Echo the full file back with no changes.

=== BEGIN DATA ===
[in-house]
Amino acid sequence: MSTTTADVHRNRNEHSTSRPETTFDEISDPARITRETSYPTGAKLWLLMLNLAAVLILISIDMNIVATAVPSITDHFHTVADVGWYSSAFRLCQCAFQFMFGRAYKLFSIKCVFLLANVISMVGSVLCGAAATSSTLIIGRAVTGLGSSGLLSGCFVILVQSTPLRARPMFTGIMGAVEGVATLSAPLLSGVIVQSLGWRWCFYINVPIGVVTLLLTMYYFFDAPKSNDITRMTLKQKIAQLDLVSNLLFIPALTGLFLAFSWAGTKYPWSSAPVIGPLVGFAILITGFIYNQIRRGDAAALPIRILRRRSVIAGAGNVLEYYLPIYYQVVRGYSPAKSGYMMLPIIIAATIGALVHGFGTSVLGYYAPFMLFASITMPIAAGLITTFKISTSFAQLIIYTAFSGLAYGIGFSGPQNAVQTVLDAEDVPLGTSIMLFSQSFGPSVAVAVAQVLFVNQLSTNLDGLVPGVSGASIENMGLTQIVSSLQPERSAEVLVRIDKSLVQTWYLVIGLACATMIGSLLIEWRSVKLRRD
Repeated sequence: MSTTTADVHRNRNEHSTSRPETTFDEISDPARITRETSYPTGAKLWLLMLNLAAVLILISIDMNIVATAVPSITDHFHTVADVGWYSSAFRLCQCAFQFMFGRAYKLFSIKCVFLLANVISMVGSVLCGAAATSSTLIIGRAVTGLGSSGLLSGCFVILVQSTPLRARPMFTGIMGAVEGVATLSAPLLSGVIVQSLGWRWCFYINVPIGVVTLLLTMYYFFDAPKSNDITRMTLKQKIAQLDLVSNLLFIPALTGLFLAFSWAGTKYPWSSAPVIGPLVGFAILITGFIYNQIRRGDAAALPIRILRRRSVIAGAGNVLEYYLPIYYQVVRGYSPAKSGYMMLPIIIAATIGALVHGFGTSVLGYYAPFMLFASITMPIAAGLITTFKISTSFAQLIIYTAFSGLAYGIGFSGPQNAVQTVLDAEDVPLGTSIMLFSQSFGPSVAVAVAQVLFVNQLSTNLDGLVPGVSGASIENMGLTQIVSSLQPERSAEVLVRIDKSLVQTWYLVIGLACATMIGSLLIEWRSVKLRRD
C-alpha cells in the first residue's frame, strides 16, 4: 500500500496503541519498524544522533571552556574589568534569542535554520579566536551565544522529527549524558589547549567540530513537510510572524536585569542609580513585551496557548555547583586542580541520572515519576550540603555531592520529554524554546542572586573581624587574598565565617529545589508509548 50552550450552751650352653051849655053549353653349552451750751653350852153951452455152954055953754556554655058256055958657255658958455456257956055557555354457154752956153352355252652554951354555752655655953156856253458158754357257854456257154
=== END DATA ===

[in-house]
Amino acid sequence: MSTTTADVHRNRNEHSTSRPETTFDEISDPARITRETSYPTGAKLWLLMLNLAAVLILISIDMNIVATAVPSITDHFHTVADVGWYSSAFRLCQCAFQFMFGRAYKLFSIKCVFLLANVISMVGSVLCGAAATSSTLIIGRAVTGLGSSGLLSGCFVILVQSTPLRARPMFTGIMGAVEGVATLSAPLLSGVIVQSLGWRWCFYINVPIGVVTLLLTMYYFFDAPKSNDITRMTLKQKIAQLDLVSNLLFIPALTGLFLAFSWAGTKYPWSSAPVIGPLVGFAILITGFIYNQIRRGDAAALPIRILRRRSVIAGAGNVLEYYLPIYYQVVRGYSPAKSGYMMLPIIIAATIGALVHGFGTSVLGYYAPFMLFASITMPIAAGLITTFKISTSFAQLIIYTAFSGLAYGIGFSGPQNAVQTVLDAEDVPLGTSIMLFSQSFGPSVAVAVAQVLFVNQLSTNLDGLVPGVSGASIENMGLTQIVSSLQPERSAEVLVRIDKSLVQTWYLVIGLACATMIGSLLIEWRSVKLRRD
Repeated sequence: MSTTTADVHRNRNEHSTSRPETTFDEISDPARITRETSYPTGAKLWLLMLNLAAVLILISIDMNIVATAVPSITDHFHTVADVGWYSSAFRLCQCAFQFMFGRAYKLFSIKCVFLLANVISMVGSVLCGAAATSSTLIIGRAVTGLGSSGLLSGCFVILVQSTPLRARPMFTGIMGAVEGVATLSAPLLSGVIVQSLGWRWCFYINVPIGVVTLLLTMYYFFDAPKSNDITRMTLKQKIAQLDLVSNLLFIPALTGLFLAFSWAGTKYPWSSAPVIGPLVGFAILITGFIYNQIRRGDAAALPIRILRRRSVIAGAGNVLEYYLPIYYQVVRGYSPAKSGYMMLPIIIAATIGALVHGFGTSVLGYYAPFMLFASITMPIAAGLITTFKISTSFAQLIIYTAFSGLAYGIGFSGPQNAVQTVLDAEDVPLGTSIMLFSQSFGPSVAVAVAQVLFVNQLSTNLDGLVPGVSGASIENMGLTQIVSSLQPERSAEVLVRIDKSLVQTWYLVIGLACATMIGSLLIEWRSVKLRRD
C-alpha cells in the first residue's frame, strides 16, 4: 500500500496503541519498524544522533571552556574589568534569542535554520579566536551565544522529527549524558589547549567540530513537510510572524536585569542609580513585551496557548555547583586542580541520572515519576550540603555531592520529554524554546542572586573581624587574598565565617529545589508509548 50552550450552751650352653051849655053549353653349552451750751653350852153951452455152954055953754556554655058256055958657255658958455456257956055557555354457154752956153352355252652554951354555752655655953156856253458158754357257854456257154